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Program Notes: Bach to America

Program Notes, Laurie Shulman

Concerto for Chamber Orchestra, “Dumbarton Oaks” (1938) Igor Stravinsky Born June 17, 1882 in Oranienbaum, near St. Petersburg, Russia Died: April 6, 1971 in New York City   Dumbarton Oaks is an elegant estate in the District of Columbia that belonged to Mr. & Mrs. Robert Woods Bliss, wealthy patrons of the arts. On the occasion of their thirtieth wedding … Read More

Review: Mozart’s Romantic Side

Symphony Review, Tim Tuller

The Jacksonville Symphony’s 2021/22 Florida Blue Classical Series season opened in great style on Friday evening with a program entitled, “Mozart’s Romantic Side: Piano Concerto No. 20.” The concert featured a Mozart concerto alongside Ludwig van Beethoven’s Symphony No. 1 in C, Op. 21. Mozart’s Piano Concerto No. 20 in D minor, K. 466, was first on the program, and saw the debut of the Jacksonville Symphony’s beautiful new Steinway concert grand piano under the masterful … Read More

Program Notes: Mozart’s Romantic Side

Program Notes, Laurie Shulman

Piano Concerto No.20 in D minor, K.466 Wolfgang Amadè Mozart Born: 27 January, 1756 in Salzburg, Austria Died: 5 December, 1791 in Vienna, Austria   Brooding and chromatic, the D Minor Piano Concerto is a far cry from conventional Mozart. Listen for stormy outbursts, even in the slow movement. Mozart provided his Viennese audience with a sunny conclusion – but not until the coda of … Read More

Nickel for Your Thoughts: Schubert’s Great Symphony

Nickel for Your Thoughts, Program Spotlight, Tony Nickle

In his own words, Vice President & Artistic Administrator Tony Nickle shares what he believes to be the high points of the program, but with a little edge and humor for good measure. We’ve made it to the end of an historic and amazingly successful season, managing to bring you live music in Jacoby Symphony Hall and online nearly every weekend since September, and we … Read More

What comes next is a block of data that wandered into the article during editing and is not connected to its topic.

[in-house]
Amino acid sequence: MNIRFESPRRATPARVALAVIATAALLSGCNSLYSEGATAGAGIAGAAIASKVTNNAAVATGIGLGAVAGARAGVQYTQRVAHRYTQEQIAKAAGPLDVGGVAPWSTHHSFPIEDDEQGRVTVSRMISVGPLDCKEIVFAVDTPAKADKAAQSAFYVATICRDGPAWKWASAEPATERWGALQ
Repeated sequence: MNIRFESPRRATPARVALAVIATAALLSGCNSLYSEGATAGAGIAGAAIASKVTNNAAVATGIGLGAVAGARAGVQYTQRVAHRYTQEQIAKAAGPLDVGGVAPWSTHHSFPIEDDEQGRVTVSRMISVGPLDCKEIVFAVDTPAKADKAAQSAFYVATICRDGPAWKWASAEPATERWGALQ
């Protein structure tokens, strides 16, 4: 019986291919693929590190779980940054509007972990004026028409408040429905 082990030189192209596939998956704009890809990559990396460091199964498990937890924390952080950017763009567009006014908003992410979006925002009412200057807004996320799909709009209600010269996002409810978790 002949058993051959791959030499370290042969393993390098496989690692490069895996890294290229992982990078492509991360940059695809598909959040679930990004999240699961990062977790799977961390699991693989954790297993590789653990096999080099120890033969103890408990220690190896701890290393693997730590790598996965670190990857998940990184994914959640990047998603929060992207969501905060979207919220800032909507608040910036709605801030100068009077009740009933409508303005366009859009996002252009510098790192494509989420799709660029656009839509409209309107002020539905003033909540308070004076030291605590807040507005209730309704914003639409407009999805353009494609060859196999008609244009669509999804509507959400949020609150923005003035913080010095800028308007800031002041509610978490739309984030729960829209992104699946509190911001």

Nickel for Your Thoughts: Beethoven and Wagner

Nickel for Your Thoughts, Program Spotlight, Tony Nickle

In his own words, Artistic Administrator Tony Nickle shares what he believes to be the high points of the program, but with a little edge and humor for good measure. The end of this unprecedented season is in sight, with only two classical weekends remaining. This weekend’s program has a couple of threads running through it: 1. The musical lineage that runs from … Read More

Nickel for Your Thoughts: Mahler’s Song of the Earth

Nickel for Your Thoughts, Program Spotlight, Tony Nickle

In his own words, Artistic Administrator Tony Nickle shares what he believes to be the high points of the program, but with a little edge and humor for good measure. Boy, do we have a doozie for you this week: The Song of the Earth by Gustav Mahler may be the program I’ve been most excited about all season. I’ve never seen it performed live, and I’d venture … Read More

Nickel for Your Thoughts: Schumann and Bartók

Nickel for Your Thoughts, Program Spotlight, Tony Nickle

In his own words, Artistic Administrator Tony Nickle shares what he believes to be the high points of the program, but with a little edge and humor for good measure. As I’ve been thinking about writing this week’s Masterworks blog, I keep coming back to this notion of people’s tastes. It’s a tricky thing, because so many things seem to inform our own. I’m … Read More

Schumann’s heartbreaking Second one of Lewis’ favorites

Conducting Electricity, Program Spotlight, Courtney Lewis

When I’m asked the impossible question, “What’s your favorite symphony”, I usually refuse to answer, but inside my head a voice always cries out: Schumann’s Second! Robert Schumann (1810-1856) was the archetypal Romantic: he loved poetry as much as music, couldn’t decide whether to be a musician or a writer, married another artist (the great pianist Clara Wieck), struggled with … Read More